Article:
Jun 17, 2014
Malaysia has moved up five spots in a survey from The Economist Intelligence Unit that identifies the most business-friendly cities and countries around the world.
Kuala Lumpur is now ranked 19th in the Business Environment Rankings report – up from 24th place in the previous report.
Singapore remained top for the second consecutive report, followed by Switzerland and Hong Kong in second and third place respectively. Thailand’s ranking also increased – from 38th to 34th place.
Asia is a diverse region, the report noted, and there are large differences between the overall scores and global rankings of its top four countries (Singapore, Hong Kong, Australia and New Zealand) and its poorest performers (Bangladesh and Pakistan, in 69th and 74th place respectively, out of the 82 countries ranked).
The gap reflects the widely varying levels of economic development and political stability between these countries, alongside sharp differences in the underlying structure shaping laws and regulations of foreign investment.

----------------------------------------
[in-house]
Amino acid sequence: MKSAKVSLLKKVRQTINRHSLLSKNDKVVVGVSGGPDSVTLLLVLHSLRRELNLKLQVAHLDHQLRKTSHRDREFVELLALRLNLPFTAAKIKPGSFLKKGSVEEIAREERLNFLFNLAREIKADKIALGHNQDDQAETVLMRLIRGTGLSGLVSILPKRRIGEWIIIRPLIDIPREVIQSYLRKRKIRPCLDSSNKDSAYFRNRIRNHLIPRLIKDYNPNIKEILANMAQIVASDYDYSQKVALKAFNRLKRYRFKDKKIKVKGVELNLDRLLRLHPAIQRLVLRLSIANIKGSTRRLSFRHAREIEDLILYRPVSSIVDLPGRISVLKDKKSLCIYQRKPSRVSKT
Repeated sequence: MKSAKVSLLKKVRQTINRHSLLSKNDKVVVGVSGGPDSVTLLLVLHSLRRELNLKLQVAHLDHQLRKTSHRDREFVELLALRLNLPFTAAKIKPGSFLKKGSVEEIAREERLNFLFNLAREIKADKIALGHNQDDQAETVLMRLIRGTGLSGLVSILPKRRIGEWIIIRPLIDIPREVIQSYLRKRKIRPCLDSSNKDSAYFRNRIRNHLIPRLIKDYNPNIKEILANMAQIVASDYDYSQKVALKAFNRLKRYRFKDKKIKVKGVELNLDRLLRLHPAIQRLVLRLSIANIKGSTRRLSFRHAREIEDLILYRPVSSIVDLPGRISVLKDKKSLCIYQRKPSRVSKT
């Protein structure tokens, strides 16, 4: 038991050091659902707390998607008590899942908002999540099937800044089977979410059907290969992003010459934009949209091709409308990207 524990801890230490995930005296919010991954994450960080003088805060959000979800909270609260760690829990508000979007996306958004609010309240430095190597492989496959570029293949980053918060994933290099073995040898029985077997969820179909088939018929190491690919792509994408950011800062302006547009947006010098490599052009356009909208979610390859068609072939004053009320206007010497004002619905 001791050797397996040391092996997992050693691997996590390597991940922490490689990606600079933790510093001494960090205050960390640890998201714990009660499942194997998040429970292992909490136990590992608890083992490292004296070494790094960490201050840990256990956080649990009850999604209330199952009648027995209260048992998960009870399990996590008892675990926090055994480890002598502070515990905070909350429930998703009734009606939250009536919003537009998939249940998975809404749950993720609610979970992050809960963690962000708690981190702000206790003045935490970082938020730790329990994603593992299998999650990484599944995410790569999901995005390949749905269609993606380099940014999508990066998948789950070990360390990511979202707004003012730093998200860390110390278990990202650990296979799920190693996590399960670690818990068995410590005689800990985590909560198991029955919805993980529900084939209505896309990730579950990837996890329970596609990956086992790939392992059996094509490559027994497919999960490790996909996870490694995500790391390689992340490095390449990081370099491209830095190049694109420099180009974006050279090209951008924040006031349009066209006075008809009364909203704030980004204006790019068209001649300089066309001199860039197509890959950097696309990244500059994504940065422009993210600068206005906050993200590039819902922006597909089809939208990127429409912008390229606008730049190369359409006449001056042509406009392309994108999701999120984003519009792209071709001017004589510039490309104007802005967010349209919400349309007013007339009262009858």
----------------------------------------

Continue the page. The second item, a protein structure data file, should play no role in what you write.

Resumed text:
Asia’s best performers have several factors in common: a favourable policy environment – particularly for finance and foreign investment – with competition policies that encompass international best practice. Despite tensions in some countries over immigration from poorer neighbours, migration of skilled labour within Asia will remain relatively unimpeded and overall labour market conditions will continue to compare extremely favourably to other regions, with companies able to expand or reduce their workforce with ease, as well as benefitting from freedom to set wages and hire foreign nationals.
Infrastructure remains a relative weak point for Asia, with only Singapore ranking among the world’s top 10 in this category (compared with other areas of the business environment, faring relatively poorly, in 7th place). Australia, Japan and New Zealand trail in joint 14th place, with Hong Kong coming in at 18th.
While some of the region’s infrastructure is excellent, particularly in telecoms and air transport, other areas require investment to improve distribution networks and utilities provision, as well as lower office rents.
The business rankings model measures the quality or attractiveness of the business environment in the 82 countries covered by The Economist Intelligence Unit’s Country Forecast reports. It is designed to reflect the main criteria used by companies to formulate their global business strategies, and is based not only on historical conditions but also on expectations about conditions prevailing over the next five years.